2024 Honda ZR-V Review

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The 2023 Honda ZR-V is a compelling new addition to the C-segment crossover market.

It’s a family-friendly SUV that’s based on the same underpinnings as the award-winning Civic hatchback, and the ZR-V is slightly smaller than the CR-V, but bigger than the HR-V, filling a gap in Honda’s range.

 

Honda ZR-V Looks

The ZR-V stands out with its distinctive grille, sleek LED headlights, and horizontal-style LED tail-lights. But does that grille make it look a little…sad? Poor ZR-V.

As mentioned already, it shares its underpinnings with the Honda Civic family car and the larger, next-generation CR-V. Like the Civic, the ZR-V gets a 2.0-litre petrol engine, two electric motors, and a small battery for hybrid running. There’s no plan for a plug-in hybrid (PHEV) version.

Honda has made the ZR-V less bulky on the outside and less cavernous inside than many comparable crossovers, with the aim of attracting buyers who want to prioritise nimble handling over outright practicality. This unconventional approach could have merit, as the Civic is known for its great handling and cheap running costs – as we’ve previously found out.

 

ZR-V Performance

The ZR-V’s performance is decent. The e:HEV hybrid set-up, shared with the Civic, produces a healthy 181bhp, with a 0-60mph time of 7.9sec – which is plenty for everyday driving, and it will accelerate up to motorway speeds with little fuss.

Over 263 miles of driving we managed 51.4 MPG, this was over roughly 70% motorway, 20% B-road and the rest around town.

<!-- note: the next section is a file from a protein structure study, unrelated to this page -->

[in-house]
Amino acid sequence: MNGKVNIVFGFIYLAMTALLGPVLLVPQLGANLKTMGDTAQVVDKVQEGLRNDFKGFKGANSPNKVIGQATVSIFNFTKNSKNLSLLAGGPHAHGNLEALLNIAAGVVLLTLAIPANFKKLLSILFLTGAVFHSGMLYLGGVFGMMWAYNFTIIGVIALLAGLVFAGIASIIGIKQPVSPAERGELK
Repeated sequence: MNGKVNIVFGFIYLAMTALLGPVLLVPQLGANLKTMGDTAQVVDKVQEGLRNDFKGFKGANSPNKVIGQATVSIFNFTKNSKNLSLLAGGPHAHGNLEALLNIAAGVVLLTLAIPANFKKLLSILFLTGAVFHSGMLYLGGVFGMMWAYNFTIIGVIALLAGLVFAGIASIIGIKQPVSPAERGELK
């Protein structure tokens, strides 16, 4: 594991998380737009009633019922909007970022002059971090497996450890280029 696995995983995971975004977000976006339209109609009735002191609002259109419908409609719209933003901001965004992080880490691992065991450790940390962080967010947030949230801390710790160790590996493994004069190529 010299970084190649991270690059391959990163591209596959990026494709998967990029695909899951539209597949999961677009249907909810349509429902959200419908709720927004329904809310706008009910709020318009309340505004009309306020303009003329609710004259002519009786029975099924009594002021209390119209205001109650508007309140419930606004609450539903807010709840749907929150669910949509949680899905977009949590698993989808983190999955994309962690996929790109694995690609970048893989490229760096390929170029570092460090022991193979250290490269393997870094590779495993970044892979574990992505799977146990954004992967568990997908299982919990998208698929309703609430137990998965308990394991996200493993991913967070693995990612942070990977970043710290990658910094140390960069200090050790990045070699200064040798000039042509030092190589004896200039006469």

Handling wise the ride is superb, supple enough to soak up the very worst of our rapidly deteriorating UK roads, but firm enough in the corners to control body roll allowing you to really press on at a pace if you so desire.

It excels at urban driving, but cabin noise does increase at higher speeds due to the tyres. The go-to moan for CVT’s was the audible racket during acceleration, but this new e-CVT stays hushed thanks to only kicking in at higher revs and staying at a constant RPM.

 

Inside the ZR-V

Inside, the ZR-V is similar to the Civic. The dashboard has the same design, featuring a horizontal strip of air vents. The 9.0in touchscreen for the infotainment isn’t the crispest in terms of resolution, but the shortcut buttons and wireless smartphone mirroring mean it’s largely easy to use. The materials have had a gentle uplift compared with the Civic, more soft-touch can be found on the doors and there’s a more sculpted centre console with some handy storage underneath.

Rear seat legroom is plenty enough for kids, but head height may become squished for larger adults, and the boot space measures 380 litres, which isn’t bad, but it’s not great either.

 

Honda ZR-V Conclusion

Honda’s ZR-V ticks all the boxes to make it a compelling C-segment crossover. It’s spacious, well-built and has some incredibly impressive real-world efficiency.

It is pricier than some of its rivals and is probably better suited to those who don’t need a cavernous crossover to lug a big family around. It’s hardly cramped, but rivals have bigger boots and more versatility.

Despite these minor drawbacks, the ZR-V is a strong contender in the crossover segment and is definitely worth considering.

 

 

 

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